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    Thanks folks for the suggestions. Gainer, my light is about 1/2 inch from the negative. I can't move it any closer but I can move it farther away. It is a 10x12 inch light so it covers with an inch to spare all around. In a previous post by RJS he mentioned something about the age of the bulb which I do not know because I received it used and that may have an impact on my problems, who knows? I'll give your theory a shot and see if it improves and if not I will do as Ic racer says and monkey with a filter until I get it close enough for government work
    regards
    Erik

  4. #14
    ic-racer's Avatar
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    Gainer makes a good point. Since the light is NOT collumated, if the diffuse source is the same size as the negative and, say two inches from the negative, then the edge of the negative receives darkness on one side and light on the other. A point in the center receives light from all directions. In my case I was able to move the diffuser to about 1/2 inch from the negative and it overhangs by one inch on all sides (12x12).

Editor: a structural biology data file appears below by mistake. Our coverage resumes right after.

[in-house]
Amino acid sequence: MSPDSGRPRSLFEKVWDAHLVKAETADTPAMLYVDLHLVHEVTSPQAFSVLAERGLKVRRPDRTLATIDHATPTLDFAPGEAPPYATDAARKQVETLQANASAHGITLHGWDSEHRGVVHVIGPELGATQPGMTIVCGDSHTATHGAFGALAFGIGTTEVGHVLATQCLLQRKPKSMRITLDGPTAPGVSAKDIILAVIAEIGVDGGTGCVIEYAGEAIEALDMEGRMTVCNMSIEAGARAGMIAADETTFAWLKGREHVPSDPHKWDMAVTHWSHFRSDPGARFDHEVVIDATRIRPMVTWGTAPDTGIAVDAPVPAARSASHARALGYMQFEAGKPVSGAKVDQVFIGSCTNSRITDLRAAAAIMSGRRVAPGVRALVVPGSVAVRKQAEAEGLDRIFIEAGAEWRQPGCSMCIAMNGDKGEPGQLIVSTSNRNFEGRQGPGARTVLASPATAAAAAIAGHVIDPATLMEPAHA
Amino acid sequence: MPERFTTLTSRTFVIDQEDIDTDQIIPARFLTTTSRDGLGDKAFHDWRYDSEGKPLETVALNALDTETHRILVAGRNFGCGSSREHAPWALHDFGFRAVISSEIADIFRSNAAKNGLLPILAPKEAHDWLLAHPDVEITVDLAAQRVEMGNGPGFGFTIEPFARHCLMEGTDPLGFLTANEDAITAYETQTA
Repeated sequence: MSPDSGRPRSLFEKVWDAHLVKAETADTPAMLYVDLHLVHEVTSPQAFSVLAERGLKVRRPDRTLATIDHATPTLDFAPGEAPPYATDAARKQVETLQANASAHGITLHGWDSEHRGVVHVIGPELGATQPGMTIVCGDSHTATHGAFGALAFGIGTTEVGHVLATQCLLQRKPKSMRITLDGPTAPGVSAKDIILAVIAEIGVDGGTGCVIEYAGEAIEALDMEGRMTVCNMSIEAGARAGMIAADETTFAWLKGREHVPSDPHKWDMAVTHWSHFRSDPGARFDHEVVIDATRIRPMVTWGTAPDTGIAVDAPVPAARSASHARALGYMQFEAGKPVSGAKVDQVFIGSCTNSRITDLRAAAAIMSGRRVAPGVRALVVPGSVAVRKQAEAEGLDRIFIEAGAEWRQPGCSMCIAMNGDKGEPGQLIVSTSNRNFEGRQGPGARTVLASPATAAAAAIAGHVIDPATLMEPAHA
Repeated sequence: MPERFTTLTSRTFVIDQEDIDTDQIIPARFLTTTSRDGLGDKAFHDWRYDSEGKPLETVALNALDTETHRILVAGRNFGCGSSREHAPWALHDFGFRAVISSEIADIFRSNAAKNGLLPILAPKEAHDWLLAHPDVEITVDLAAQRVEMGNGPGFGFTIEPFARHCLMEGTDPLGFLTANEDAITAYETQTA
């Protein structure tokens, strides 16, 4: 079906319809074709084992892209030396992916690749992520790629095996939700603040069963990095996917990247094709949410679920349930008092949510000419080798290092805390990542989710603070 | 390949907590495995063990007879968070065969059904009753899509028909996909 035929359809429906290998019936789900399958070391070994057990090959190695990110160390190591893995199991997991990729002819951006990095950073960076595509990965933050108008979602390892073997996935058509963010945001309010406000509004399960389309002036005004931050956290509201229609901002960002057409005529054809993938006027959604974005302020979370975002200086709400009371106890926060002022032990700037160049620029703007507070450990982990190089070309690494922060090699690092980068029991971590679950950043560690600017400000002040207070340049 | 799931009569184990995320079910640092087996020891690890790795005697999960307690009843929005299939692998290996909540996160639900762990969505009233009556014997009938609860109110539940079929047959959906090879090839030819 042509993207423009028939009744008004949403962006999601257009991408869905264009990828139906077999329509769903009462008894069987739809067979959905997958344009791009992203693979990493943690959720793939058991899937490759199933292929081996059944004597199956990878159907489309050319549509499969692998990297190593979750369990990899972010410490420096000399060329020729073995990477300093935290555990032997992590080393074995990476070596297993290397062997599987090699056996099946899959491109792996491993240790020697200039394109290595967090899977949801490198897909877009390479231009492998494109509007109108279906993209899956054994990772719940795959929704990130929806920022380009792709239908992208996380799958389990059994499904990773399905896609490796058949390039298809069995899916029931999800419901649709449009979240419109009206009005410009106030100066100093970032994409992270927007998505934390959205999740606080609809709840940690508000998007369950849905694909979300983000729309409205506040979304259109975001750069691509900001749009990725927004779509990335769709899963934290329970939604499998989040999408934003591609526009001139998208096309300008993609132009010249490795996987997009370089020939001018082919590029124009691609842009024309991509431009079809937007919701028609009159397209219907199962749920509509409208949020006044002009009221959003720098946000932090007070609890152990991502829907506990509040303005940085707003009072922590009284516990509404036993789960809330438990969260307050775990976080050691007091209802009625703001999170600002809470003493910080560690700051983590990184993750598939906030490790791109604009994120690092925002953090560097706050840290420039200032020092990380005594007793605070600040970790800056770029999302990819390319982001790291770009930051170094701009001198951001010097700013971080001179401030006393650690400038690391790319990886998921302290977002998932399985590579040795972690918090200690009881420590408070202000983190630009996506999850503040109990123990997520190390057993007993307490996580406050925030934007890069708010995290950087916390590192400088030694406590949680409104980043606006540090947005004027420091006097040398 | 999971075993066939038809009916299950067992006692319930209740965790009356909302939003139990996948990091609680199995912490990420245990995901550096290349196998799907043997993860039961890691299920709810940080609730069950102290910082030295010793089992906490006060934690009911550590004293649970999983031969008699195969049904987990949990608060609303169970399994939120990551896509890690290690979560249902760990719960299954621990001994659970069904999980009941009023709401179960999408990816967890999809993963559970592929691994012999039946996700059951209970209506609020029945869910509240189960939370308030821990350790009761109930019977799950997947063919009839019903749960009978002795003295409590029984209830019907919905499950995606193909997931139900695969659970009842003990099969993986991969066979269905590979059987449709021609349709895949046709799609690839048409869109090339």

5. #15
    RJS
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    My cold light (4X5) is as close to the negative as the enlarger - Beseler - allows. There is a diffusing screen or whatever between the light tube and the negative. Is the diffuser leaking light around the edges? Mine (Aristo) is in a circular housing that is closed around the edges. Could light leaking at the edges be a problem? I was thinking (age) about the reflective surface surrounding your light. Ctein writes abiut a problem similar to yours caused by age etc. in a diffuser box on, I think, an Omega color head. But the idea is he same.

  6. #16
    Martin Aislabie's Avatar
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    Quote Originally Posted by Erik L View Post